O, Canada, just banned foreign home buyers
A new prohibition, enacted Jan. 1, keeps most international buyers — including Americans — from purchasing Canadian homes. But there are exceptions.
- The Canadian government enacted the Prohibition on Purchases of Residential Property by Non-Canadians Act.
- RE/MAX Canada's president believes the prohibition will be ineffective in dealing with tight housing supply amid inflationary prices similar to the U.S.
- Redfin CEO Glenn Kelman said he was "impressed and shocked" by the move.
Canada, feeling the pressures of low housing supply and inflation, has enacted a first-of-its-kind ban on home purchases by foreigners.
Redfin CEO Glenn Kelman called it “a pretty bold move,” but industry leaders and economists are not all convinced the two-year prohibition on most international home buyers, which took effect Jan. 1, will have the desired effect.
“The government wanted to show people that it is doing something about the runaway price increases, but it fails to deal with the challenges of extremely low inventory,” Christopher Alexander, president of RE/MAX Canada, told Real Estate News.
Exempted from the ban are vacation homes, which are considered summer cottages and recreational housing.
Although RE/MAX Canada has been fielding questions about the prohibition, Alexander said it continues to be business as usual for his company.
The homeownership rate across Canada is at 65%. But purchases by foreigners represent only about 5% of sales nationwide, which aligns with sales volumes at RE/MAX Canada, Alexander said.
Purchasers who break the law may be subject to thousands of dollars in fines. Previously, the British Columbia government imposed a 20% tax on foreign buyers purchasing homes in major metro areas. Ontario enacted a similar tax of 25%.
Prime Minister Justin Trudeau made the ban a platform of his 2021 bid for re-election, stating on his campaign website: “The desirability of Canadian homes is attracting profiteers, wealthy corporations, and foreign investors. Homes are for people, not investors.”
Kelman told Marketwatch that he was “impressed and shocked” at what Canada did.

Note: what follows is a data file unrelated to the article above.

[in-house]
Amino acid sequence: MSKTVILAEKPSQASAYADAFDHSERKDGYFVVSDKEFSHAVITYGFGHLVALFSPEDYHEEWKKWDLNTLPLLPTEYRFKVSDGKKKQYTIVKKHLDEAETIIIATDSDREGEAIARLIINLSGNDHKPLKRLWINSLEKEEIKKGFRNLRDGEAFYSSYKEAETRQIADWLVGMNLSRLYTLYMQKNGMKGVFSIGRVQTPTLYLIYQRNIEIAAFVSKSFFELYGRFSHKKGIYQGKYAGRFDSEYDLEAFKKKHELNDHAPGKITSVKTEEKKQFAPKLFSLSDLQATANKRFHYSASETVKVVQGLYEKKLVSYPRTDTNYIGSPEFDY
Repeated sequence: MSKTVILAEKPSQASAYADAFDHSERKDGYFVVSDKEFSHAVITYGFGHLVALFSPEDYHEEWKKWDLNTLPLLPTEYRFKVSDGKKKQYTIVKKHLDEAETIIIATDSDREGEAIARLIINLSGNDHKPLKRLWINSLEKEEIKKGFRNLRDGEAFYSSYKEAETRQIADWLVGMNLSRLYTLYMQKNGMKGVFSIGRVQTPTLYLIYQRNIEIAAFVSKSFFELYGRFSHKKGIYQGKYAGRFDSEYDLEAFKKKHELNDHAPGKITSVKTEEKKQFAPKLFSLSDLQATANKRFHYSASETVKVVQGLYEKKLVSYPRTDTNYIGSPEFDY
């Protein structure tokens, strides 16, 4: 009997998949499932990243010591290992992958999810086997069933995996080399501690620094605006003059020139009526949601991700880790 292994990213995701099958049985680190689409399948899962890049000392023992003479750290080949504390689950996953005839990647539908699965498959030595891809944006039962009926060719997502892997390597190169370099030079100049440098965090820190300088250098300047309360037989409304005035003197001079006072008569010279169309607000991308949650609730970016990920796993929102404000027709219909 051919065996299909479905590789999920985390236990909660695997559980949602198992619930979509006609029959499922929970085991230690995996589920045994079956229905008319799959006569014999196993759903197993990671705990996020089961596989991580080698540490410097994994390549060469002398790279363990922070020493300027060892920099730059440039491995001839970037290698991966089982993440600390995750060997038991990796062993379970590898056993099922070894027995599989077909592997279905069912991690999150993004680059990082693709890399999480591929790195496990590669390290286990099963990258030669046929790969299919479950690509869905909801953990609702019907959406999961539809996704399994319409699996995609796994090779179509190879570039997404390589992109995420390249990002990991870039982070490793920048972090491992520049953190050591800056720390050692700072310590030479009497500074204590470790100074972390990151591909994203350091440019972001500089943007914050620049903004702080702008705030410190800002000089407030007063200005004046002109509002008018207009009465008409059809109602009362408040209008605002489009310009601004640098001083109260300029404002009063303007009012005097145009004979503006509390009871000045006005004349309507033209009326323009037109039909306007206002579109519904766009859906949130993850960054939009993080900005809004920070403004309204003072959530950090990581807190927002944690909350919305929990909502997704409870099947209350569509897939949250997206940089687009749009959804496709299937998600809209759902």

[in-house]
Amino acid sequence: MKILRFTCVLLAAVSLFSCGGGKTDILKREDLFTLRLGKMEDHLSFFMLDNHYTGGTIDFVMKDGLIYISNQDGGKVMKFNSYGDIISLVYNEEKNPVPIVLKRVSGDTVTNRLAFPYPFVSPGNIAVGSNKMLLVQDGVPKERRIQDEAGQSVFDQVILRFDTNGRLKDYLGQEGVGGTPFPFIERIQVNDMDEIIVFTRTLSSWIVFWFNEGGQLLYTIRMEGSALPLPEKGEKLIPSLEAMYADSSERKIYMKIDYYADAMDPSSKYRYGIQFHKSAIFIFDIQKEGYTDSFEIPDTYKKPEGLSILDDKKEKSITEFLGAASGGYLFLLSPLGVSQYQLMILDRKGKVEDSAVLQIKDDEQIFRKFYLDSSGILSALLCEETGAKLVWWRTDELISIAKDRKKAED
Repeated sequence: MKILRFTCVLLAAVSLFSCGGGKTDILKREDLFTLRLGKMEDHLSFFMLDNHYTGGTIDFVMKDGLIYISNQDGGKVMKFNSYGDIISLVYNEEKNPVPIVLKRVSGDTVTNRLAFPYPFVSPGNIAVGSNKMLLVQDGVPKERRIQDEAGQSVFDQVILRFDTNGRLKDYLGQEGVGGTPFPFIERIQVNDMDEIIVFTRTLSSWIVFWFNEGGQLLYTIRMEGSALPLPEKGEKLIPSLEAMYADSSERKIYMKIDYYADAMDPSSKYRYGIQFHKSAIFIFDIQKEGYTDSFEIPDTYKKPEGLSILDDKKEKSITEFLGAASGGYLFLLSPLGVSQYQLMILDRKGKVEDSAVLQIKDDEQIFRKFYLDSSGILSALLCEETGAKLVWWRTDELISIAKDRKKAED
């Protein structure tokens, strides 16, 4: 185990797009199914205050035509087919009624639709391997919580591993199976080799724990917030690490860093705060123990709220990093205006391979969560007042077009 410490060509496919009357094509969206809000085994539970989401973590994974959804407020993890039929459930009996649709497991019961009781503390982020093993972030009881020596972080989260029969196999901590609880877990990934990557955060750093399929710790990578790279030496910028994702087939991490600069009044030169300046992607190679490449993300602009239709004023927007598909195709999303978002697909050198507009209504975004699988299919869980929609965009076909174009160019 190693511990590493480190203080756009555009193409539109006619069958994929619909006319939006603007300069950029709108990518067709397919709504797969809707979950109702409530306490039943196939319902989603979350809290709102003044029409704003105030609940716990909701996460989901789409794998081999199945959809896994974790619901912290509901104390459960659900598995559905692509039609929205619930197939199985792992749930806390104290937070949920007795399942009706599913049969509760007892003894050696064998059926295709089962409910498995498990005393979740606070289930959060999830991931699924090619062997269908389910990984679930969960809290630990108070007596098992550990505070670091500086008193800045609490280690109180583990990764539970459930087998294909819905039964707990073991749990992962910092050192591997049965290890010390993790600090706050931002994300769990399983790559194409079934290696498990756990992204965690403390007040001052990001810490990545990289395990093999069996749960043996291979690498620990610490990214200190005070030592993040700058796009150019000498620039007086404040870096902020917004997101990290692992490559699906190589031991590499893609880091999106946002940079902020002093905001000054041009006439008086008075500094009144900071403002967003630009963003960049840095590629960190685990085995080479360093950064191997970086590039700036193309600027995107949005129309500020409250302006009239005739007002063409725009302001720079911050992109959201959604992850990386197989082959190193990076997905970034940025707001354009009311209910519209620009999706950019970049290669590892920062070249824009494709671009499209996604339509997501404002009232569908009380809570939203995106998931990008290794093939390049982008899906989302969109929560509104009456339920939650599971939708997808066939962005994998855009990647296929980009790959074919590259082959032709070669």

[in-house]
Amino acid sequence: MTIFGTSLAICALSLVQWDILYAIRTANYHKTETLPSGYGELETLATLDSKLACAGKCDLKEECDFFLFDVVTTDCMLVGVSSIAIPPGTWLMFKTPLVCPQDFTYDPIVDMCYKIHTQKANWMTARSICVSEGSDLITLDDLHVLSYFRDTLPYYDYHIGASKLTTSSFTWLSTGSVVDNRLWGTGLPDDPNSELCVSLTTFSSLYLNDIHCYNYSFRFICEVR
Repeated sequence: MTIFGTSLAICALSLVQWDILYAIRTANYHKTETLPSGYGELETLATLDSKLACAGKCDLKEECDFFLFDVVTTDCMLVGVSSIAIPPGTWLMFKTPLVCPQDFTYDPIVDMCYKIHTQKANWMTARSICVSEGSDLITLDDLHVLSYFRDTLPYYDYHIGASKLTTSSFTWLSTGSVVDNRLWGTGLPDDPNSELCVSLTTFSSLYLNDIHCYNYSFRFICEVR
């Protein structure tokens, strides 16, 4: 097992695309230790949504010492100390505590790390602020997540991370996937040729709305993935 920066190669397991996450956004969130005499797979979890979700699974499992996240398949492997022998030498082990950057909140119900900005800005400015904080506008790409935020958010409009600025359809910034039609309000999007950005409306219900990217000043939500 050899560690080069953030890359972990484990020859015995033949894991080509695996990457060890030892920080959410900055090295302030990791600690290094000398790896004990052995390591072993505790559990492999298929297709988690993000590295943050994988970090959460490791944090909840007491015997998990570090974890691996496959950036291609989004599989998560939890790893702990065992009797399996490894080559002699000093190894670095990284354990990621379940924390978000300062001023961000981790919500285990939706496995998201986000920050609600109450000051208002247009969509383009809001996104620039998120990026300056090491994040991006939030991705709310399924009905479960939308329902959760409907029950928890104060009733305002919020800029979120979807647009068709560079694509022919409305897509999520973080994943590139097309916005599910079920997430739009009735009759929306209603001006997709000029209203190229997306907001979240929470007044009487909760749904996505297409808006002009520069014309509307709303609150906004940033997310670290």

“At one level, it’s just a massive self-inflicted wound to the economy,” he said. But it also shows “a real commitment to making housing more affordable for Canadians.”
Alexander said the larger issue in Canada is inflation that has yet to be brought under control. Like the U.S., Canada has been dealing with higher prices for goods and services, with inflation close to 7% in November. “The purpose [of the ban] was to cool the market, which has cooled tremendously” from higher mortgage interest rates and inflationary prices, Alexander said.
International purchasers historically are drawn to Canada for its stable economy and banking system, Alexander noted. “Our government should consider giving more exemptions if they are set on keeping the ban for the next two years,” he said.
Most foreign buyers purchasing homes in Canada are not from the U.S. but from Asian countries, said Brendon Ogmundson, chief economist with the British Columbia Real Estate Association. VOA News reported that Ogmundson and other economists are questioning whether focusing on the nationality of the buyer will have much, if any, effect on housing affordability or freeing up the tight inventory.
“We need to be addressing housing for low- and middle-income people,” said Penny Gurstein, a housing researcher at University of British Columbia, in a story in Al Jazeera discussing the ban.
Alexander does not see the government ban on international home purchasers as an effective way to deal with higher home sale prices that have locked some low- to moderate-income consumers out of the market.
“At RE/MAX Canada, we want to reinforce that it was a politically motivated move in our opinion and too little, too late to address the real challenge of incredibly low inventory and serious demand for homes,” Alexander said.